Encyclopedia Titanica


The Canadian Government Steamship Montmagny1 was the third of four ships chartered by the White Star Line to search for bodies in the aftermath of the sinking.

The Montmagny was a lighthouse supply and buoy tender, on loan from the Canadian Government and operated by the Canadian Department of Marine and Fisheries. She sailed under the command of Captain Peter Crerar Johnson2 and Capitaine François-Xavier Pouliot.3 Crerar was technically in command while in international waters while Pouliot was the ship's regular home-waters Captain. In reality, they likely worked together throughout the cruise. On board was Rev. Samuel Henry Prince4 from St. Paul's Church, Halifax, Father Patrick McQuillan5 from St. Mary's Basilica, Halifax, as well as John R. Snow, Jr.6, the undertaker who had been on the Mackay-Bennett, and Cecil E. Zink7, an undertaker from Dartmouth.

The Montmagny sailed from Sorel, Quebec to Halifax where she picked up supplies and personnel. She left Halifax on Monday, May 6th to replace the Minia and to continue the search for bodies. Weather again made progress difficult in the disaster area. In spite of the poor conditions, the Montmagny recovered four bodies (Body numbers 326 to 329), one of which was buried at sea. The remaining three bodies were delivered to Louisbourg, Nova Scotia on Monday, May 13th and shipped to Halifax via the Sydney & Louisbourg and Canadian National Railways.

After re-bunkering and obtaining more supplies, Montmagny returned to the scene to search for more bodies. The vessel cruised back and forth as far as the Gulf Stream seeking additional bodies, but the search was fruitless with only small pieces of wood, very scattered, sighted to the east of the disaster site. Montmagny met the Algerine at about 6 p.m. on 19 May 1912 she returned to Halifax on 23 May 1912 and resumed her normal duties with the Canadian government.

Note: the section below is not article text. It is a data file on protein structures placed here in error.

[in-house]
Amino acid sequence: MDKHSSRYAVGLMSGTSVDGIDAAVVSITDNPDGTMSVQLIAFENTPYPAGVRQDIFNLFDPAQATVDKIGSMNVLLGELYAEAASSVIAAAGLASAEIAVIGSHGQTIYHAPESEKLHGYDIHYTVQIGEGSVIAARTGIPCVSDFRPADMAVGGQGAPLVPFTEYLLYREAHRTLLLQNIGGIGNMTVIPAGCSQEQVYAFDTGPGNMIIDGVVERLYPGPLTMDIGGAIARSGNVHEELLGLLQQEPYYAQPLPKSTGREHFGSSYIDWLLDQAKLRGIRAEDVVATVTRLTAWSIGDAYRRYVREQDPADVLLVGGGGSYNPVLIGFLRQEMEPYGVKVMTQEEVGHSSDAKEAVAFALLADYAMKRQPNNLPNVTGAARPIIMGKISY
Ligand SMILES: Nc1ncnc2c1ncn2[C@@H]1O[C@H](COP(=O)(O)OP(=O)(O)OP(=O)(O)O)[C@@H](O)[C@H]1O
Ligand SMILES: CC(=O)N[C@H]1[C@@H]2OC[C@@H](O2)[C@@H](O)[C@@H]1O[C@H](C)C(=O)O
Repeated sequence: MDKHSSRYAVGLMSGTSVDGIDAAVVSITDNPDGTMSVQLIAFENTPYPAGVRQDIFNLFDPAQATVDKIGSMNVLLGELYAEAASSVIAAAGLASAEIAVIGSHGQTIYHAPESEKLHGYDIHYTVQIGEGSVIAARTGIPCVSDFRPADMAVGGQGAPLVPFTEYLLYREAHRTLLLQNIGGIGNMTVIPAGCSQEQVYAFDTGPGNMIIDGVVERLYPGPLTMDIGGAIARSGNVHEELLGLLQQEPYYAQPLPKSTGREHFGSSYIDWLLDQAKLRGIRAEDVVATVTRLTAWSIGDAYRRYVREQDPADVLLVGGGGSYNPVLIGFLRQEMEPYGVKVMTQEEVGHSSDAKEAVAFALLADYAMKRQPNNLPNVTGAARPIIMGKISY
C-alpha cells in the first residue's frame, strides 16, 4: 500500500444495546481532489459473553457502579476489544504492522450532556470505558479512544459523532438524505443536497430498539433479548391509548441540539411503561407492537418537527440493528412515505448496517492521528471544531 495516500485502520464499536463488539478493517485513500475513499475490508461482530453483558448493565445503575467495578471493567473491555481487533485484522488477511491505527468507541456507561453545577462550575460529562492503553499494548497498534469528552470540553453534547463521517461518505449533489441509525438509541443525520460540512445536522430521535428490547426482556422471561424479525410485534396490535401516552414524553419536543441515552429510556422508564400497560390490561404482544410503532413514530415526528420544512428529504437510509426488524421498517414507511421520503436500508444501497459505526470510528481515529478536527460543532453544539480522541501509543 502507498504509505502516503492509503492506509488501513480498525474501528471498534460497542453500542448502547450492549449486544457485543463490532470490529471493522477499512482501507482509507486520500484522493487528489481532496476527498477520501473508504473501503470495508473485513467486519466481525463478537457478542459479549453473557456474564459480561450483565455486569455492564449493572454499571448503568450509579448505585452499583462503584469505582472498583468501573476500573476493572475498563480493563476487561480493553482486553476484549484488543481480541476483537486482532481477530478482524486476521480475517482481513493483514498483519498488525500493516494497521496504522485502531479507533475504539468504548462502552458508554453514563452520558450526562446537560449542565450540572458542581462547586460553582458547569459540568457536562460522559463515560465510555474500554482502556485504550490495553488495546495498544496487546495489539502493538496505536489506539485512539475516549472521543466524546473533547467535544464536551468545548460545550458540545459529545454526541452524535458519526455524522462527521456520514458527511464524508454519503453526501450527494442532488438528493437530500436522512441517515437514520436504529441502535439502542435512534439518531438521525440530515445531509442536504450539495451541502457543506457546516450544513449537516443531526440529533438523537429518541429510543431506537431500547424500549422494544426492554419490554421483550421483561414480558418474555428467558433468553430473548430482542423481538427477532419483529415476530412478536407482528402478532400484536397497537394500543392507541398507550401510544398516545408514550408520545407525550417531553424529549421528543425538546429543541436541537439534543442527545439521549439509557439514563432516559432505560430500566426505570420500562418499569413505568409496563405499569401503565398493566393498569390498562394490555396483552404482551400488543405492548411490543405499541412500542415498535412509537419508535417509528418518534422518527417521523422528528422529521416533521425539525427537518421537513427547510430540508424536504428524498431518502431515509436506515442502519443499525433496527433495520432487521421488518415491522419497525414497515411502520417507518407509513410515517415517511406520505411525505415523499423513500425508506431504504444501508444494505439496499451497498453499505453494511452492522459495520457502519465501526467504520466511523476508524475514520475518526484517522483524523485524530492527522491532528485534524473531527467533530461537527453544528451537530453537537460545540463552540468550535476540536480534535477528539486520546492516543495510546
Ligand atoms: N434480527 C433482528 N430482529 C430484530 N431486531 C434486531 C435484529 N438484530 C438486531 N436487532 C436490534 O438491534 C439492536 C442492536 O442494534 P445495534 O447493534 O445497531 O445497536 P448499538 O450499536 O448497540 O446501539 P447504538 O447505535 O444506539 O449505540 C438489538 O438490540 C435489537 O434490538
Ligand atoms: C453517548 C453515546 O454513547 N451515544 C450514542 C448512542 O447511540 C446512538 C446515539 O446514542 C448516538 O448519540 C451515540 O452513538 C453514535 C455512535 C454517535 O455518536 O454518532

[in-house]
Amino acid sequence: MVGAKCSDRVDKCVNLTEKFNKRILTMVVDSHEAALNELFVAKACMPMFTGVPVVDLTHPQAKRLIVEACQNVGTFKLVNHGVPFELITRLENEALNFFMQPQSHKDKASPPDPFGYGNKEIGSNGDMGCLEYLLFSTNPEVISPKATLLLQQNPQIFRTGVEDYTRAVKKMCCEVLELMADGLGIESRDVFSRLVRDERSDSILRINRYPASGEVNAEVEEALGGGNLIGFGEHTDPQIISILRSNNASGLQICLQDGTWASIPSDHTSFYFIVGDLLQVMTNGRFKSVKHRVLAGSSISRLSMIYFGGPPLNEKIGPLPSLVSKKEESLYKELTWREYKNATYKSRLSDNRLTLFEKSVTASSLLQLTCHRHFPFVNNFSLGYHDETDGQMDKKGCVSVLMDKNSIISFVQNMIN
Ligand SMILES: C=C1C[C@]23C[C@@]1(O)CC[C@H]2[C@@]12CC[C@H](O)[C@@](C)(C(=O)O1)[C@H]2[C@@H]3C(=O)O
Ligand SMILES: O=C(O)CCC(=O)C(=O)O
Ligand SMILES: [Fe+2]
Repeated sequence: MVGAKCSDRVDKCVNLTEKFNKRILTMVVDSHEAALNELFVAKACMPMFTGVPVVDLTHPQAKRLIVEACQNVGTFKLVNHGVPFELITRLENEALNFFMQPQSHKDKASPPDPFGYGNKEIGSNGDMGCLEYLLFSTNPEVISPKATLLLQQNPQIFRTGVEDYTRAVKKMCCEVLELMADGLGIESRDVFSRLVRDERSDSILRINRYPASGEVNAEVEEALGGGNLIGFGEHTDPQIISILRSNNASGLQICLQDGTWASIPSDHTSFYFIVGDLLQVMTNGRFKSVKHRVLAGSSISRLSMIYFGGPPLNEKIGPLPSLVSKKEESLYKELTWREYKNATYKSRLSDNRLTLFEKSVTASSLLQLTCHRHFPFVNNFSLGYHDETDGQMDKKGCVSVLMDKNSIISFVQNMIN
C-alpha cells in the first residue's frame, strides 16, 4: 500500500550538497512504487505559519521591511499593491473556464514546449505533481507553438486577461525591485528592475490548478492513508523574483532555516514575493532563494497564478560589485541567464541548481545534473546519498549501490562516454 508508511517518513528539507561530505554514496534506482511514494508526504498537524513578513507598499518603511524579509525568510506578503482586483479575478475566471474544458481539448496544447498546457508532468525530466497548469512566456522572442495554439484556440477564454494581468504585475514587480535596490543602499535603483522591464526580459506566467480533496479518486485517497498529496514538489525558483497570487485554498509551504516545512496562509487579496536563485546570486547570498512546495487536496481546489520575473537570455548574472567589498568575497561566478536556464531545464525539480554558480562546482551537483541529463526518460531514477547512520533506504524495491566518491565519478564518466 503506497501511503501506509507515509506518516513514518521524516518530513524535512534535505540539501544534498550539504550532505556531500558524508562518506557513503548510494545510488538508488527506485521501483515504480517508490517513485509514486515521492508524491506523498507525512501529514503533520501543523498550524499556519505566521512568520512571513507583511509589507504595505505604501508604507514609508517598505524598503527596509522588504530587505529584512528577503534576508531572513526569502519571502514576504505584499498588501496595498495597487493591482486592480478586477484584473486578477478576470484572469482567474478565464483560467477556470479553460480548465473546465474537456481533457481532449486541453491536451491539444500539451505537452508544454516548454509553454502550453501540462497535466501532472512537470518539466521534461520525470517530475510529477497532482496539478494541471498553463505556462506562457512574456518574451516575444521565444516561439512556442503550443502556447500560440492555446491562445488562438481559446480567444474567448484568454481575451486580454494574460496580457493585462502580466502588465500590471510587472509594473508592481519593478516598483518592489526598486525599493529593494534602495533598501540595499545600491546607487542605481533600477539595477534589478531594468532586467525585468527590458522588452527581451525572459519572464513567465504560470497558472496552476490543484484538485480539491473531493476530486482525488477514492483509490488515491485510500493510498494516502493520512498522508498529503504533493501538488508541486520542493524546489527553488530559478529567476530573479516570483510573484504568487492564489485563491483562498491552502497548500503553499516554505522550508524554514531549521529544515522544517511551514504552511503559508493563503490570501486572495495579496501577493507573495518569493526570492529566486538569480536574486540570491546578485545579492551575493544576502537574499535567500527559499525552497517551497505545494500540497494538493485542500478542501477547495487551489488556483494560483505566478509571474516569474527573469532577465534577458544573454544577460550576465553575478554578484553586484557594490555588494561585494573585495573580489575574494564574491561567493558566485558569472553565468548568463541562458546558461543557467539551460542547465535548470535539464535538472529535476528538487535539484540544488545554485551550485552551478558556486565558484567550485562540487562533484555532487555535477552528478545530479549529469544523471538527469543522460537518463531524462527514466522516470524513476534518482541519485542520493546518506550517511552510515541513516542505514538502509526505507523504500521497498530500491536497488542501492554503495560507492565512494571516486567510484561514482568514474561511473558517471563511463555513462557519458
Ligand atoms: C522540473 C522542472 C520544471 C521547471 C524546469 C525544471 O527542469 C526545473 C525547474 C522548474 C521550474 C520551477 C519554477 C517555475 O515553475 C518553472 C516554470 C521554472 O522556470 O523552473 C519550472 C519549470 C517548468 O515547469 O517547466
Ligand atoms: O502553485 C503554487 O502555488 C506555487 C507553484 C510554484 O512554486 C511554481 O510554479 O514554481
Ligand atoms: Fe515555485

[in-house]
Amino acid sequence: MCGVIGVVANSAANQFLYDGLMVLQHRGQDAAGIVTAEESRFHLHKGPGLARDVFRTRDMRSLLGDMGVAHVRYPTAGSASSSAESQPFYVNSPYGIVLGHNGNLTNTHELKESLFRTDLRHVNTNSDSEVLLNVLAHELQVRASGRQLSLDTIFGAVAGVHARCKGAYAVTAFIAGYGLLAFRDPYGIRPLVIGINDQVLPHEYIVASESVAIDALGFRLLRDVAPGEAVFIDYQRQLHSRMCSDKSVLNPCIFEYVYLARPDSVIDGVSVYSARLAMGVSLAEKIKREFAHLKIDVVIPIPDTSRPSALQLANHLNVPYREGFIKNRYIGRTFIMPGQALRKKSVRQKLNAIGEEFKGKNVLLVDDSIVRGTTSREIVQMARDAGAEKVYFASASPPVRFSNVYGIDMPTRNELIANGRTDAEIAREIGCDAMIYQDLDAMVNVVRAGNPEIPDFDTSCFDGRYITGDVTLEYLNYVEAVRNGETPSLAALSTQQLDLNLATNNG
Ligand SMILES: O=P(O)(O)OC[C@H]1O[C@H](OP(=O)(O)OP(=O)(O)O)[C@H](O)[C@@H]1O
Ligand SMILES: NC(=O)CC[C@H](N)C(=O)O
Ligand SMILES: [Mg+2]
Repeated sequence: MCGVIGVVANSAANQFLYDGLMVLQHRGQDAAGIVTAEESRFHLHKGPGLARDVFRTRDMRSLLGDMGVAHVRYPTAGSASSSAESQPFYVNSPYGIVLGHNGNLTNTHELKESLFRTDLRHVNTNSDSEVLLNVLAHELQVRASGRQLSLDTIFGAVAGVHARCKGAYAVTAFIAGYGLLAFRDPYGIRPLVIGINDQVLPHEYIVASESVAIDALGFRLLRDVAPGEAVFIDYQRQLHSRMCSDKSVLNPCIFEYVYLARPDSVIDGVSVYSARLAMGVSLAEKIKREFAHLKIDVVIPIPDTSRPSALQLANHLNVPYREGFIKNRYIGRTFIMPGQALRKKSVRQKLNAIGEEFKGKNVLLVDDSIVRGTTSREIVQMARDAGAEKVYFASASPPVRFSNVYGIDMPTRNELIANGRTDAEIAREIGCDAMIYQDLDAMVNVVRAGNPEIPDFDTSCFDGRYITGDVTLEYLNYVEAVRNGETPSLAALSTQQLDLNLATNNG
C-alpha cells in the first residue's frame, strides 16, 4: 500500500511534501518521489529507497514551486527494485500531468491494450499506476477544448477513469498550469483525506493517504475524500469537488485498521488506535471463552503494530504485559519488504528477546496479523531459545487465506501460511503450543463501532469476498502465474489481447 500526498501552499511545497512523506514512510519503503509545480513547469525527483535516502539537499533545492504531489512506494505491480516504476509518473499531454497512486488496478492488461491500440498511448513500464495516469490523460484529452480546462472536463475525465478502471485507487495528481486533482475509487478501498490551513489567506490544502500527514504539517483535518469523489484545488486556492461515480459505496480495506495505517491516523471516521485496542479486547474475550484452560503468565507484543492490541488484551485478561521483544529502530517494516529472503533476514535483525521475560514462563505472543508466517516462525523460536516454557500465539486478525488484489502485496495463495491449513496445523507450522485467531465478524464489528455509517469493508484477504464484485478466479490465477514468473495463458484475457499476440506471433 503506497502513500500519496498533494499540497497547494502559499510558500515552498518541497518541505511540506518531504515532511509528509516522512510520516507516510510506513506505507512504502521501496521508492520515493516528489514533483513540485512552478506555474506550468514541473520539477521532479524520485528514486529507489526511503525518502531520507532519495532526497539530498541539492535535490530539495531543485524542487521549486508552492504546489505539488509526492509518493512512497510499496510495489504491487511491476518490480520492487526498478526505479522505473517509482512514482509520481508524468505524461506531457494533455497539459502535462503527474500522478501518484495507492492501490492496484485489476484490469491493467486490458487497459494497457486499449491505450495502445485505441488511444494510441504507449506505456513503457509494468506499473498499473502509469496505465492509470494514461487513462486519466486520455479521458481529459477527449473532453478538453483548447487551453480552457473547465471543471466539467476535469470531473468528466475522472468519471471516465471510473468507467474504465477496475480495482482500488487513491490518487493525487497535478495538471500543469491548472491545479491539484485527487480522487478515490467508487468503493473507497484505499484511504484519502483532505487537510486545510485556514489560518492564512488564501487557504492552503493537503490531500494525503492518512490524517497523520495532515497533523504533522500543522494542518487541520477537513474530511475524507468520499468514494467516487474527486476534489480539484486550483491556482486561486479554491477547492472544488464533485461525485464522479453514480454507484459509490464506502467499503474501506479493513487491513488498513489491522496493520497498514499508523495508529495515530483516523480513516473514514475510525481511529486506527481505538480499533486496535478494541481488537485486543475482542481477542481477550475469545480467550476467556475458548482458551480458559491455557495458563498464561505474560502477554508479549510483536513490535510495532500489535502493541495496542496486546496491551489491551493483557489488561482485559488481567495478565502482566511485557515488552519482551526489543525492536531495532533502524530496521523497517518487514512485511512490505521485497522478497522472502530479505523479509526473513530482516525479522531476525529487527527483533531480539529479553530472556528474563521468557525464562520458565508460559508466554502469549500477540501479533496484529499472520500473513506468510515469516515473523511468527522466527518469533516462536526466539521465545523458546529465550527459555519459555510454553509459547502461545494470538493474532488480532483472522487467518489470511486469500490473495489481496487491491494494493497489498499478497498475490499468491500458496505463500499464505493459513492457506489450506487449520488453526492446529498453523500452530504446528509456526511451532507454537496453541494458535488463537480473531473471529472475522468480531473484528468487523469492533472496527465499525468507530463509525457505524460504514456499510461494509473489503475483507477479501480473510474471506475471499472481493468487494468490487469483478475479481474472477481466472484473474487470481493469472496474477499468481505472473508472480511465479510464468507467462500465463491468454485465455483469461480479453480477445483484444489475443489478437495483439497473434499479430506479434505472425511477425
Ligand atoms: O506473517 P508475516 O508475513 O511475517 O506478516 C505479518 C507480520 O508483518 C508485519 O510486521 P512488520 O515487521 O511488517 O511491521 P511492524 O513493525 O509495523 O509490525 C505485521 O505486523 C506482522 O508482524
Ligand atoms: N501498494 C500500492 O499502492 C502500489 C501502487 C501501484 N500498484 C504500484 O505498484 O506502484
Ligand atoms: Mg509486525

As a result of his experiences at sea during the recovery operation, Captain put forward his own theories as to the likely cause of the Titanic disaster.

In 1914 the Montmagny was sunk in a collision with a collier and several women and children were drowned.


  1. Official No.126,457; Built 1909 in Sorel, Québec; length 212.6 ft.; breadth 34.8 ft.; draught 19.5 ft.; registered tonnage 1,269 tons.
  2. Captain Peter Crerar Johnson (21 September 1863 - 3 February 1934) lived at 245 Tower Road, Halifax.
  3. Capitaine François-Xavier Pouliot, lived at St Fean Île d'Oléans, Québec.
  4. Rev. Samuel Henry Prince, priest's assistant, St. Paul's Anglican Church, Grand Parade, Argyle Street, Halifax. Address given as the Grand Central Hotel, 62 Argyle Street, Halifax.
  5. Rev. Patrick McQuillan, curate, St. Mary's Catholic Cathedral, Spring Garden Road, Halifax. Lived next door to the church in the Glebe House, Barrington Street and Spring Garden Road, Halifax.
  6. John R. Snow Jr., undertaker, Snow & Co. Ltd., 90 Argyle Street, Halifax. Lived at 206½ Morris Street, Halifax.
  7. Cecil E. Zink, undertaker, Dartmouth Undertakers, Portland Street, Dartmouth.

Alan Ruffman (1999) Titanic Remembered: The Unsinkable Ship and Halifax. Formac Publishing Company Ltd., Halifax ISBN 0-88780-467-5
Alan Ruffman (2001) Personal Communication. Captains, Clergy and Undertakers on Board the Canadian Vessels which Went to the Titanic Loss Area. 23 July Revision, 2pp.
Alan Ruffman (2001) Personal Communication. Timetable and Details of the Five Trips of Canadian Vessels to the R. M.S. Titanic Loss Area. 23 July revision, 2pp.
John P. Eaton & Charles A. Haas (2000) Titanic: A Journey Through Time.
John P. Eaton & Charles A. Haas (1994) Titanic: Triumph & Tragedy, 2nd ed. Patrick Stephens Ltd. ISBN 1 85260 493 X

Earl Chapman, USA
Bob Knuckle, Canada
Alan Ruffman, Canada
Garry Shutlak, Canada

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